Also among the audience was Alasdair Thomas (S 1993-98), a former Music Scholar who is now a City lawyer but continues to play the bassoon and sing in his spare time. He was warm in his praise for the current musicians at his former alma mater:
"The Music Department at Shrewsbury clearly continues to go from strength to strength under the guidance of John Moore and his team. It was particularly good to see the depth of talent across all sections of the various groups, whether strings, wind or brass. There was a wind band in my time, but as I recall it rarely performed even back at School, never mind in front of a London audience!
The performance of two movements from Shostakovich 5 was very impressive. This is not an easy piece, even for top amateur orchestras, so it was great to see it performed with such verve and accuracy by the Symphony Orchestra. I remember our making a pretty decent fist of Tchaikovsky 5 in St John’s Smith Square in 1998, but this latest Shostakovich 5 gives us a very close run for our money!
My other personal highlights were the two beautiful solos: a clear, well-rounded even tone from Laurence Jeffcoate in a lively and engaging performance of the third movement of Mozart Horn Concerto No. 3, and a gorgeous, pitch-perfect and soulful cello solo from Awen Blandford in Bruch’s Kol Nidrai. These two (and indeed all of the young musicians on show) must keep playing at university and beyond. If I had £1 for every time someone has bemoaned to me the fact that they gave up their instrument after leaving school, I’d be able to afford a better bassoon!"
After leaving Shrewsbury, Alasdair went on to be principal bassoon in the Oxford University Orchestra, and he now performs regularly with groups including the Chelsea Opera Group, Bloomsbury Chamber Orchestra and the BBC Elstree Concert Band. Next weekend the choir that he helps to run at his law firm will be taking part in the final of Office Choir of the Year 2014.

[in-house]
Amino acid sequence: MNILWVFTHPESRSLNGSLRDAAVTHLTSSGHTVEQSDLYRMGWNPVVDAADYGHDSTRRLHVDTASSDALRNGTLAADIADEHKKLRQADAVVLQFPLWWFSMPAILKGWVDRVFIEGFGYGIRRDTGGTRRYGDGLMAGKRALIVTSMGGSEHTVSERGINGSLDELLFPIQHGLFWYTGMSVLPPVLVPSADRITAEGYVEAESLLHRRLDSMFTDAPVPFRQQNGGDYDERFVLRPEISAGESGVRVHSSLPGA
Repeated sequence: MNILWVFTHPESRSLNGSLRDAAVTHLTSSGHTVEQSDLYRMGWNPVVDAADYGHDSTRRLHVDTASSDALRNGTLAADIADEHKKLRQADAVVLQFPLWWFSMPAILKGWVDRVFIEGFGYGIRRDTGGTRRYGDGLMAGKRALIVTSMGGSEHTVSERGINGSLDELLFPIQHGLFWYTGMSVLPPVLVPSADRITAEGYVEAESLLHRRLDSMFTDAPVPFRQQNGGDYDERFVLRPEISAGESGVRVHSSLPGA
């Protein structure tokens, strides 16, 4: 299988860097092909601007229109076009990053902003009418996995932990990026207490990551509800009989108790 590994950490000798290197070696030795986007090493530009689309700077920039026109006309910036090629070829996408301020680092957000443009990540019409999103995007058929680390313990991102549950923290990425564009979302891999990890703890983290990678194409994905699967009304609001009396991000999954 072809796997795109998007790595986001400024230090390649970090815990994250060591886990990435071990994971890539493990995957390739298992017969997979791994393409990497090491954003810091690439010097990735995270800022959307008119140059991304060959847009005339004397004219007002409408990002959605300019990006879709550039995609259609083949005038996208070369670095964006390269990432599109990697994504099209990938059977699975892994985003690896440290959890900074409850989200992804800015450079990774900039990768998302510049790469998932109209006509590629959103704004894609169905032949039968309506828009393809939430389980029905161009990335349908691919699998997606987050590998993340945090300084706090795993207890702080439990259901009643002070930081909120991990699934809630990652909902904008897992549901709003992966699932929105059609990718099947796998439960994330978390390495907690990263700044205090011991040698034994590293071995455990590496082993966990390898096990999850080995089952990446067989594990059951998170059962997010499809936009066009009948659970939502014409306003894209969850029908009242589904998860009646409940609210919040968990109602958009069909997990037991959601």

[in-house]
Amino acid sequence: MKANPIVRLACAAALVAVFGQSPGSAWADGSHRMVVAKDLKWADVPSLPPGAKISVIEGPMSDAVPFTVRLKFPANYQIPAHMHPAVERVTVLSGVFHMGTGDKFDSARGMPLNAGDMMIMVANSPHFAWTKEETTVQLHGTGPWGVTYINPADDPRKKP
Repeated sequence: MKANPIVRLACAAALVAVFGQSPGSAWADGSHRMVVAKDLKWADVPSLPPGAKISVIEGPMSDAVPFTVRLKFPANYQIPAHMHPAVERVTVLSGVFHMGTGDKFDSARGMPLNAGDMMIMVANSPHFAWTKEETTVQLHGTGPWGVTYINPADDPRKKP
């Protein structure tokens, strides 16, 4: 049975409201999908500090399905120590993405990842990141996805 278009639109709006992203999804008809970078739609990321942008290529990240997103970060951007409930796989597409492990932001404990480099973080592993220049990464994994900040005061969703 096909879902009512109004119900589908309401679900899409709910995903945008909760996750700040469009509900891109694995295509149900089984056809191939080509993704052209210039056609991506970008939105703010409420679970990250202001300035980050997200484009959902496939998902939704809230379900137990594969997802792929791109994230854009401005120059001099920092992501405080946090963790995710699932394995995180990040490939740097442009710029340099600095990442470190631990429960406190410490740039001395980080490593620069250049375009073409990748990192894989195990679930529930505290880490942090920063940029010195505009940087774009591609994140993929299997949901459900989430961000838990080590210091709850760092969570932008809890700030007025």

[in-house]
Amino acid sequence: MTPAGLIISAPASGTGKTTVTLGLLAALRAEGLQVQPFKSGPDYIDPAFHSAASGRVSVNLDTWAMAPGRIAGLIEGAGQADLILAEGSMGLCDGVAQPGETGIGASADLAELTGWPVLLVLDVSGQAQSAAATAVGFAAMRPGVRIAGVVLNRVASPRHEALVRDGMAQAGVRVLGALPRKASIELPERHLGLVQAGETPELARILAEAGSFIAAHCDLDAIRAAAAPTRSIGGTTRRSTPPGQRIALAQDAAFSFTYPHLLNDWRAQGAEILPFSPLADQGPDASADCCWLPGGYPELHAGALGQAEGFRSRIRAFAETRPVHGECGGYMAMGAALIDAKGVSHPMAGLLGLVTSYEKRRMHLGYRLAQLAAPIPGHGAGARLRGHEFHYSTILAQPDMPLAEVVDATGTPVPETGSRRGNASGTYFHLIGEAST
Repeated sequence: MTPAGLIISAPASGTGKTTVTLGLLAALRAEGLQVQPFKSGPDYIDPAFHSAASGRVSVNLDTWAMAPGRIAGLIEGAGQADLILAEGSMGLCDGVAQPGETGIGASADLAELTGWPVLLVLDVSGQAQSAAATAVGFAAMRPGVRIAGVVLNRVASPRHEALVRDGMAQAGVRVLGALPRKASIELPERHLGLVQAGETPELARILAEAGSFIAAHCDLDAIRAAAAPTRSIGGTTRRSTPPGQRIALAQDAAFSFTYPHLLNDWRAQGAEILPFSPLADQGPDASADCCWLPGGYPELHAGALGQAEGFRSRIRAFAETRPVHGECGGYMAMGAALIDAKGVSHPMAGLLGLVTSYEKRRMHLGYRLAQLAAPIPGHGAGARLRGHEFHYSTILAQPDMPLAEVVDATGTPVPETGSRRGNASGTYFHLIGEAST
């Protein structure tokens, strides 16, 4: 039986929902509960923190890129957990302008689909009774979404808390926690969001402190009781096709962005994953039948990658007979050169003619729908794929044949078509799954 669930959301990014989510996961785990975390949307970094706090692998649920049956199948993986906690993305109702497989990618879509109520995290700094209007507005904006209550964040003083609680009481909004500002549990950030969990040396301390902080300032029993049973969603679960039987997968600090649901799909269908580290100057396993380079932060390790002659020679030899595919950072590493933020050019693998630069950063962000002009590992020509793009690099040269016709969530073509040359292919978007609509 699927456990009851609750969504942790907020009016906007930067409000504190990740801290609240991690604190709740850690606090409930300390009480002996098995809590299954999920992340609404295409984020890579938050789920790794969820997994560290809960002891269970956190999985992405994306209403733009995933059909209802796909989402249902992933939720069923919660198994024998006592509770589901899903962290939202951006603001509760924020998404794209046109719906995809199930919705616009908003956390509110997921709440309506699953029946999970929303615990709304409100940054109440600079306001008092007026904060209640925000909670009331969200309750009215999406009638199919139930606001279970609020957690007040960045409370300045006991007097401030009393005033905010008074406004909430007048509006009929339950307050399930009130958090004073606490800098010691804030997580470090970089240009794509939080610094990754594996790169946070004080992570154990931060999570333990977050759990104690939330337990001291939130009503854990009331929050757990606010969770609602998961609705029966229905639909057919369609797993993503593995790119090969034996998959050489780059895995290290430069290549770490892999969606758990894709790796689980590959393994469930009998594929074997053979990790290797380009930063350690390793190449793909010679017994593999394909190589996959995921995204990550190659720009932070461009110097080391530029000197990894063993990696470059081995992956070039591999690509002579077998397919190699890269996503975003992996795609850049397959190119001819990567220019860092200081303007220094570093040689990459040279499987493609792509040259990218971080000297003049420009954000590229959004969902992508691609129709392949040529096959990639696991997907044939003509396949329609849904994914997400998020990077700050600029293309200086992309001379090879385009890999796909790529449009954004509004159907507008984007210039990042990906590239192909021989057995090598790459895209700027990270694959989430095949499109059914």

We were delighted to welcome several talented young musicians from Broomwood Hall, The Pilgrim’s School, S. Anselm’s Preparatory School and Northcote Lodge, who joined Shrewsbury’s Symphony Orchestra for some of their performance. Henry Cramsie, a pupil The Pilgrim's School and Head Chorister at Winchester Cathedral, who has recently been awarded the top Music Scholarship to the School said later:
"I arrived after lunch slightly nervous, having rushed up to London from my morning Catheral commitments. I went to the rehearsal and really enjoyed being in a proper, loud orchestra. As the day went on I felt more at ease. After the rehearsal we went to Pizza Express to refill. We then had the concert itself and I could go home exhausted."
Writing to John Moore after the concert, Mrs Street, mother of Louis (a pupil at S. Anselm’s) said:
"Louis said it was the most amazing thing he has ever done, he loved being on the big stage and was only a little bit nervous at the very beginning. He said it has definitely made his mind up that that is what he wants to do – perform and play! He is full of praise for Henry Thomas who looked after him so well. We can't thank you enough for giving him such a fabulous opportunity!"